QF’s Doha Debates focus on disability justice

On the eve of International Day of People with Disabilities, supporters of disability rights shared with viewers of the Qatar Foundation’s Doha Debates # DearWorldLive program recommendations on how to achieve justice from disabilities for one in seven people with a disability – the largest in the world Minority.

The program, which was watched live by nearly half a million people worldwide, featured some of the world’s most well-known disability rights activists.
Judith Heumann, a lawyer who contracted polio as a child and later served in the administrations of US Presidents Clinton and Obama, gave practical advice on how to ensure that people with disabilities receive the respect and opportunities they deserve .
Speaking to Nelufar Hedayat, host of #DearWorldLive, Heumann said: “You and others are ready to listen, learn, take our lead and work together.” She said that “disability needs to be normalized” and addressed the issue of inspiration. “We say that people should not be inspired by disabled people who do things that are typical of other people. Inspiration is something that we should gather from things. People do what goes beyond what people normally do.”
Have Girma, a human rights attorney and the first deaf-blind person to graduate from Harvard Law School, said, “All of my success is an example of what can be possible when society breaks down barriers.” Girma said there was still much to be done to achieve justice for the disabled. “One thing to keep in mind is that it will be an ongoing, never-ending process. The work will never end. We are all continually growing. Accept that you will always work to break down barriers.” She urged people and the media to change their views on people with disabilities.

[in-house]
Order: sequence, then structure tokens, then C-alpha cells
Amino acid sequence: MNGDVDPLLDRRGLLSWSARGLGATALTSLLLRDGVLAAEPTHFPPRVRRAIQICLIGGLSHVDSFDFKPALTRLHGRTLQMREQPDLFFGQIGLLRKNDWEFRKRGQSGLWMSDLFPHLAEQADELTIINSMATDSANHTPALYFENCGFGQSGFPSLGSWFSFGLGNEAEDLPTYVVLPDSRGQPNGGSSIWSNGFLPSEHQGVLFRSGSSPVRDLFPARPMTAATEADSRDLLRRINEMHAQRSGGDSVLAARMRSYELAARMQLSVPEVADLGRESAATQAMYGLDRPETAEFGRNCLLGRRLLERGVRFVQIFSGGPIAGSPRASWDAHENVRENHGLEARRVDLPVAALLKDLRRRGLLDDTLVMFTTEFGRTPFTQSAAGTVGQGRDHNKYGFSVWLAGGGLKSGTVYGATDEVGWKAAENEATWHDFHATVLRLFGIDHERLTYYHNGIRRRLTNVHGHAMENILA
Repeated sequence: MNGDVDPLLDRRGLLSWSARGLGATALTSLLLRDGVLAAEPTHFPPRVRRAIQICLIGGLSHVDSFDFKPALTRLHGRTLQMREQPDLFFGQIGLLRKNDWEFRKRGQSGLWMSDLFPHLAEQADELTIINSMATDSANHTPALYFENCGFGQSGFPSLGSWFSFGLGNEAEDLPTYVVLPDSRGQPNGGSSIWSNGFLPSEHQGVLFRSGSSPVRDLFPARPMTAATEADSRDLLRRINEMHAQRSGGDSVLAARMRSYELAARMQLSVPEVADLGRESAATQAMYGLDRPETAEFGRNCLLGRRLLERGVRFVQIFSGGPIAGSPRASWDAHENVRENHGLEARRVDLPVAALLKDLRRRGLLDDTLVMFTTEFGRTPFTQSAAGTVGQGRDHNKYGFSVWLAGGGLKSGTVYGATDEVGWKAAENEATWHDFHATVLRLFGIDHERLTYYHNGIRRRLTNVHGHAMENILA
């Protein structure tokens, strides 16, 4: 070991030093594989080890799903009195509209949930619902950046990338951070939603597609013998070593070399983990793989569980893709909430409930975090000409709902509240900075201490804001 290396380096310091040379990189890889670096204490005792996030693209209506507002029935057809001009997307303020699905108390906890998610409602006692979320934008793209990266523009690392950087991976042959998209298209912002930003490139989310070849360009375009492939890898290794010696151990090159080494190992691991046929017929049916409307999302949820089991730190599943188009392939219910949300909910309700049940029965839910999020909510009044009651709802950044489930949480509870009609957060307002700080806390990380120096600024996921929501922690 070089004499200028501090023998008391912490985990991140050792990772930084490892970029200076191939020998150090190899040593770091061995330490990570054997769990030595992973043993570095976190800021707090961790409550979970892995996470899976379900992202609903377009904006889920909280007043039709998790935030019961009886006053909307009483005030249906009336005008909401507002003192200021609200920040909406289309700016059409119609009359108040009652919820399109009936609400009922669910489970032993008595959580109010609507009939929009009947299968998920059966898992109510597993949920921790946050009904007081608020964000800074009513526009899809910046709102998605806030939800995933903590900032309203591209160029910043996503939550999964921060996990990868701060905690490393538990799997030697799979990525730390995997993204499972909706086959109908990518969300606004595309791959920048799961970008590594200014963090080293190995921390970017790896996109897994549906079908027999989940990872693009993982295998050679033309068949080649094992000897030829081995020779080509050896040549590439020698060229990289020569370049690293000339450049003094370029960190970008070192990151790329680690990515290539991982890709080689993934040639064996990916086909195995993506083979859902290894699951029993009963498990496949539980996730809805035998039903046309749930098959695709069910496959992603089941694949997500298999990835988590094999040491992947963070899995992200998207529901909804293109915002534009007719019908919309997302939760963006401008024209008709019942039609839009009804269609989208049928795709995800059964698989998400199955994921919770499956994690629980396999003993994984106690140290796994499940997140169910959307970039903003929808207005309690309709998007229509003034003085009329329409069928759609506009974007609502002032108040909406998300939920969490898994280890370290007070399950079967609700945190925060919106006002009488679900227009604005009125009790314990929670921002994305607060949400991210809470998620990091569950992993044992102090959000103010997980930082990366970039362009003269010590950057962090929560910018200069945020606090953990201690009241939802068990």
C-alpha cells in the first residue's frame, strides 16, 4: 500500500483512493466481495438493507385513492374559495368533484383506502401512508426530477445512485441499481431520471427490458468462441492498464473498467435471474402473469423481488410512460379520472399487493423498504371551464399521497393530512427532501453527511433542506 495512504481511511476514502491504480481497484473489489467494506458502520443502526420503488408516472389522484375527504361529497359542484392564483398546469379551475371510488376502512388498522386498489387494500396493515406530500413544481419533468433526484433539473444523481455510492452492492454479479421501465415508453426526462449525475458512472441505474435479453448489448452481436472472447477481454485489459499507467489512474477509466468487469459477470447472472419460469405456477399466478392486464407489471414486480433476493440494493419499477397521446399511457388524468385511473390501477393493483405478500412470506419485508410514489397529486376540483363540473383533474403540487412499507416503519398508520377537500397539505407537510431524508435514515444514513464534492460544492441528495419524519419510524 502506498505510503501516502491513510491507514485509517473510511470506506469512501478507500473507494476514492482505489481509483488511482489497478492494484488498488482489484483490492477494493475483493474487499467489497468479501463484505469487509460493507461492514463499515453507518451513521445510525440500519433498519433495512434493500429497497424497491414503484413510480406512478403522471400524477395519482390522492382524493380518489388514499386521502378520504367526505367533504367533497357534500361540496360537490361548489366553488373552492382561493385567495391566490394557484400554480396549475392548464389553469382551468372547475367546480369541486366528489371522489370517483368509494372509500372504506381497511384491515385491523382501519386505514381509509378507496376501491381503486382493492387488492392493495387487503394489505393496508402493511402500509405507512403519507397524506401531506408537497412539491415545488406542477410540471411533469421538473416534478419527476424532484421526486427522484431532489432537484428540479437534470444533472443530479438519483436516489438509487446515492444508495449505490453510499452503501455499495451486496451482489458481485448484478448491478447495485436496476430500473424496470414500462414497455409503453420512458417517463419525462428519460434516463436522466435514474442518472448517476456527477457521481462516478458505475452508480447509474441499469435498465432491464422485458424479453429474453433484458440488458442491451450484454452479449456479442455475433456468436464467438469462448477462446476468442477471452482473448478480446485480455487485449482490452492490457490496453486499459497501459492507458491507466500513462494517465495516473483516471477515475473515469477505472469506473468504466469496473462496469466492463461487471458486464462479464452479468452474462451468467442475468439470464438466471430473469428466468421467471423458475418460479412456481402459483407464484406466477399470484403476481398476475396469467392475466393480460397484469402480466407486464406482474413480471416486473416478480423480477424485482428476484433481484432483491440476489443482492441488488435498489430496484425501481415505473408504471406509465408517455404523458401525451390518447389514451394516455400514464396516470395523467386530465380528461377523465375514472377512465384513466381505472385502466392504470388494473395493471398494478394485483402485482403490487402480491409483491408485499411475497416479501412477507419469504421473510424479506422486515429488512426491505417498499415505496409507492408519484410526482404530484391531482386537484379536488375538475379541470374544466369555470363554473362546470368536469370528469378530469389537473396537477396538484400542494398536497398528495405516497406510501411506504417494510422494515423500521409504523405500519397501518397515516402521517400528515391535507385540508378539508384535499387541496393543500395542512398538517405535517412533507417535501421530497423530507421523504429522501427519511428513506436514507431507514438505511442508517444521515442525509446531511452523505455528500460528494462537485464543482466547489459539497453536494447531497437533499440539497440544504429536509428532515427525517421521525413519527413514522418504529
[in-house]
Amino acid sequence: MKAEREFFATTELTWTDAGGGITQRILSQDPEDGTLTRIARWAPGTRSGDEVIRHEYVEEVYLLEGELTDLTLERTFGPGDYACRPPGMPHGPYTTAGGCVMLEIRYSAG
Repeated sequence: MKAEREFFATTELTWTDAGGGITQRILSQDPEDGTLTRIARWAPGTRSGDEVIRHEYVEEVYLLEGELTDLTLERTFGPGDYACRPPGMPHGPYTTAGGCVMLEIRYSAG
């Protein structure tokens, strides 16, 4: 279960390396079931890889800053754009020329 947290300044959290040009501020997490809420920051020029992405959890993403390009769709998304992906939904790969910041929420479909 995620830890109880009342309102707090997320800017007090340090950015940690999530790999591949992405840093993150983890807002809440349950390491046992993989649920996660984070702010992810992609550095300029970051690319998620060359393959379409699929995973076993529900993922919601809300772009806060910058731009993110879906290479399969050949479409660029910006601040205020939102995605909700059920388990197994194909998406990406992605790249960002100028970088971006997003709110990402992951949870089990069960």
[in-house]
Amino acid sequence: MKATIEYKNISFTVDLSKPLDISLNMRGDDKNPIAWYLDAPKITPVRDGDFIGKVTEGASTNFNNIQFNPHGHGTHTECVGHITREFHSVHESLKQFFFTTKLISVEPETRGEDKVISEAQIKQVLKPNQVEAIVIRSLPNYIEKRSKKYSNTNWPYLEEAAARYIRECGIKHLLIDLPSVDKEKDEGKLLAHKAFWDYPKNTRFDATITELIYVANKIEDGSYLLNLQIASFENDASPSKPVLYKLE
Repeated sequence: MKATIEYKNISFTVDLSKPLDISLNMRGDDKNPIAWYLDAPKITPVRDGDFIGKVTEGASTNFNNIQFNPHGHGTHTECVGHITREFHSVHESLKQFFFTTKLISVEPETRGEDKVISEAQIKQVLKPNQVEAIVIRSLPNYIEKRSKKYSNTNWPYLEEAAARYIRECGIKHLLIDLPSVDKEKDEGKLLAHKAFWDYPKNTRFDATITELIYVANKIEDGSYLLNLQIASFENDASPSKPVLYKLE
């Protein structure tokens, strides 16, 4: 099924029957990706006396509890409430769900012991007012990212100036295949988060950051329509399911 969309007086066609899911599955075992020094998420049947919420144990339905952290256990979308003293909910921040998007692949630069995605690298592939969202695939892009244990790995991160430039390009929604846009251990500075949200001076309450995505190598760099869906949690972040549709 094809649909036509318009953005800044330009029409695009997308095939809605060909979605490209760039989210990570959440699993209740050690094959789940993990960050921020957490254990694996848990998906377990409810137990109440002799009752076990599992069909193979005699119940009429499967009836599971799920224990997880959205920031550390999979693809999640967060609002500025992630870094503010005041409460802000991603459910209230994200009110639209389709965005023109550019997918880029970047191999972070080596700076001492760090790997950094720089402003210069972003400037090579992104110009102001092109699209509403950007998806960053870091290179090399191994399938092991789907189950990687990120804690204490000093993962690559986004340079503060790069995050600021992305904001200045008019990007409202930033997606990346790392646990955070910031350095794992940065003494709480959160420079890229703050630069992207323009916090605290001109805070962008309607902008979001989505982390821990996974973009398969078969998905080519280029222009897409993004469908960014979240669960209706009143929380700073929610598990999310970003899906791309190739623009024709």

Hari Srinivasan, an autistic student and educator at the University of California at Berkeley, encouraged people with disabilities to play their part in making disability justice a reality. “We have to get out of there, show that we exist, show the community our humanity,” added, “the more contact and contact non-disabled people have with us and our talent, the more they can see our capabilities and the less they can.” the stigma. This repeated exposure is a path to acceptance and inclusion, and then to belonging. “
Maysoon Zayid, a disability rights attorney, actress and comedian, set the stage for the discussion by describing what disability justice means to her. “There are no groups that are free from disabilities. There is no age without disabled people, no race, no gender or orientation without disabled people. Therefore, disability rights are human rights.”
Viewers around the world participated in the program, with questions and comments from Palestine, Rwanda, India and beyond.
The show included a preview of one of three short films made in partnership with World Enabled, a nonprofit education organization led by Dr. Victor Pineda, a social development scholar and disability rights advocate, were produced.
Amjad Atallah, Managing Director of Doha Debates, said: “In partnership with World Enabled, we are proud to release three new original short films by people with disabilities celebrating the work of people with disabilities. I dare not let you be moved by Antoine Jäger’s dance, Abia Akram’s work with women with disabilities in Pakistan, or Mia Farah’s artistry and wild drive. These amazing and beautiful reflections of humanity are all around us if only we are ready to acknowledge and celebrate their stories. “
The #DearWorldLive program, World Enabled shorts and more are available on-demand on Doha Debates’ Twitter, Facebook, Twitch and YouTube channels, as well as at DohaDebates.com/DisabilityJustice. “


Comments are closed.